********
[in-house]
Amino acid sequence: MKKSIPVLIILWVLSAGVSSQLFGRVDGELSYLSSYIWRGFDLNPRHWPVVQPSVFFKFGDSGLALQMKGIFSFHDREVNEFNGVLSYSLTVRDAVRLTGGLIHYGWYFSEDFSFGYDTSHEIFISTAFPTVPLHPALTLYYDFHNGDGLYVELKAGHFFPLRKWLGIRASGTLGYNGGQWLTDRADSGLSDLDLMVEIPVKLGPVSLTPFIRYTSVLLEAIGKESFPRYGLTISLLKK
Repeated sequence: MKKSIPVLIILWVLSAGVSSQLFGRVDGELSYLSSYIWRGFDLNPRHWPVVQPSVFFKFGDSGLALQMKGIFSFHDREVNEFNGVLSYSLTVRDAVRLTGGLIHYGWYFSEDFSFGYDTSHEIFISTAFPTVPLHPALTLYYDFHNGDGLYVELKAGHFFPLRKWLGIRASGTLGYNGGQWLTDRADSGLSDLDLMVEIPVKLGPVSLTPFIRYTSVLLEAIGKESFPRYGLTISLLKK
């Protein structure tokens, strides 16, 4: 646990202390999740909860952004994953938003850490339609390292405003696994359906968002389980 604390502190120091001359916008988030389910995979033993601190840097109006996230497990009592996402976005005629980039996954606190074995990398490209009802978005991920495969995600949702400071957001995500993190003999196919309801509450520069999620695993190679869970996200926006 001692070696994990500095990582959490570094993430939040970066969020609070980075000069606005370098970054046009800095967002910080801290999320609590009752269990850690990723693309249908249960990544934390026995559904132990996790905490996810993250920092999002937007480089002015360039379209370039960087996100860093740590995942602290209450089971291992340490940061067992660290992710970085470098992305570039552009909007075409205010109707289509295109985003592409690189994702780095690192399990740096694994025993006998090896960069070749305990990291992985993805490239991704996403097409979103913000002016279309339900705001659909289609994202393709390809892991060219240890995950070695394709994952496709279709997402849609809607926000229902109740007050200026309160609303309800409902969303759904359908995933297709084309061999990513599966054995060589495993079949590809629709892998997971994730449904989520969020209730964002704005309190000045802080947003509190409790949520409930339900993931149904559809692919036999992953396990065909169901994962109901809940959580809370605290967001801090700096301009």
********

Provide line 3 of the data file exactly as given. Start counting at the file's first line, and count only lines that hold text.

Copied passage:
Repeated sequence: MKKSIPVLIILWVLSAGVSSQLFGRVDGELSYLSSYIWRGFDLNPRHWPVVQPSVFFKFGDSGLALQMKGIFSFHDREVNEFNGVLSYSLTVRDAVRLTGGLIHYGWYFSEDFSFGYDTSHEIFISTAFPTVPLHPALTLYYDFHNGDGLYVELKAGHFFPLRKWLGIRASGTLGYNGGQWLTDRADSGLSDLDLMVEIPVKLGPVSLTPFIRYTSVLLEAIGKESFPRYGLTISLLKK